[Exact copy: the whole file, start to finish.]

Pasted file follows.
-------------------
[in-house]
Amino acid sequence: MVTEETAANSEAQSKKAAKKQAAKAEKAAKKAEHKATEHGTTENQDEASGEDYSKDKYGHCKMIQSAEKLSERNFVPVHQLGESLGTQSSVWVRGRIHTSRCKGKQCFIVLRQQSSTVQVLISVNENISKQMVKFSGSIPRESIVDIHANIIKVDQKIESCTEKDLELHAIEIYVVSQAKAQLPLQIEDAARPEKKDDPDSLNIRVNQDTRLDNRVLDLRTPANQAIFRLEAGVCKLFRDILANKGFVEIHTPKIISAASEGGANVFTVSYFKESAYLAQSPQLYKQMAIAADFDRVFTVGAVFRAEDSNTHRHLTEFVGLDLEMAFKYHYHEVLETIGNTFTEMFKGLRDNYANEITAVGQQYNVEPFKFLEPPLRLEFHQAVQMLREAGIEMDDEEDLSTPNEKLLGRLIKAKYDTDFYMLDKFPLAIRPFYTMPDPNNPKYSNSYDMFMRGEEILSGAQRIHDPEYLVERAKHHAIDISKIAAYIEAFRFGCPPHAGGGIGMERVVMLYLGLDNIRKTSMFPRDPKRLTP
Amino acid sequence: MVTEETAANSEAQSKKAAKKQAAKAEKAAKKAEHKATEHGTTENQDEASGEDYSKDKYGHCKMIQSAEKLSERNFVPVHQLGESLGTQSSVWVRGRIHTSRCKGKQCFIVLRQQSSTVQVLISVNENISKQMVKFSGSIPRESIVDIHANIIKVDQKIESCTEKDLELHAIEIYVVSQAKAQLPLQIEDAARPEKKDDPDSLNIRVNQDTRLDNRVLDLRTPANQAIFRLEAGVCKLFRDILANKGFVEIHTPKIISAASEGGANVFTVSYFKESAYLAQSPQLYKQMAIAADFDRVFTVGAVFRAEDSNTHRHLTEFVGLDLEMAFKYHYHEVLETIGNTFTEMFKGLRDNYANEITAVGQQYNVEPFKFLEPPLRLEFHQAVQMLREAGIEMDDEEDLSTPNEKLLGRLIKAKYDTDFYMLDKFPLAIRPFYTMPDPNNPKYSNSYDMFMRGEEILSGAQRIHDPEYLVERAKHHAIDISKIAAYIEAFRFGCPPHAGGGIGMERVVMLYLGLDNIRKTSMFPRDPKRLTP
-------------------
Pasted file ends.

[in-house]
Amino acid sequence: MVTEETAANSEAQSKKAAKKQAAKAEKAAKKAEHKATEHGTTENQDEASGEDYSKDKYGHCKMIQSAEKLSERNFVPVHQLGESLGTQSSVWVRGRIHTSRCKGKQCFIVLRQQSSTVQVLISVNENISKQMVKFSGSIPRESIVDIHANIIKVDQKIESCTEKDLELHAIEIYVVSQAKAQLPLQIEDAARPEKKDDPDSLNIRVNQDTRLDNRVLDLRTPANQAIFRLEAGVCKLFRDILANKGFVEIHTPKIISAASEGGANVFTVSYFKESAYLAQSPQLYKQMAIAADFDRVFTVGAVFRAEDSNTHRHLTEFVGLDLEMAFKYHYHEVLETIGNTFTEMFKGLRDNYANEITAVGQQYNVEPFKFLEPPLRLEFHQAVQMLREAGIEMDDEEDLSTPNEKLLGRLIKAKYDTDFYMLDKFPLAIRPFYTMPDPNNPKYSNSYDMFMRGEEILSGAQRIHDPEYLVERAKHHAIDISKIAAYIEAFRFGCPPHAGGGIGMERVVMLYLGLDNIRKTSMFPRDPKRLTP
Amino acid sequence: MVTEETAANSEAQSKKAAKKQAAKAEKAAKKAEHKATEHGTTENQDEASGEDYSKDKYGHCKMIQSAEKLSERNFVPVHQLGESLGTQSSVWVRGRIHTSRCKGKQCFIVLRQQSSTVQVLISVNENISKQMVKFSGSIPRESIVDIHANIIKVDQKIESCTEKDLELHAIEIYVVSQAKAQLPLQIEDAARPEKKDDPDSLNIRVNQDTRLDNRVLDLRTPANQAIFRLEAGVCKLFRDILANKGFVEIHTPKIISAASEGGANVFTVSYFKESAYLAQSPQLYKQMAIAADFDRVFTVGAVFRAEDSNTHRHLTEFVGLDLEMAFKYHYHEVLETIGNTFTEMFKGLRDNYANEITAVGQQYNVEPFKFLEPPLRLEFHQAVQMLREAGIEMDDEEDLSTPNEKLLGRLIKAKYDTDFYMLDKFPLAIRPFYTMPDPNNPKYSNSYDMFMRGEEILSGAQRIHDPEYLVERAKHHAIDISKIAAYIEAFRFGCPPHAGGGIGMERVVMLYLGLDNIRKTSMFPRDPKRLTP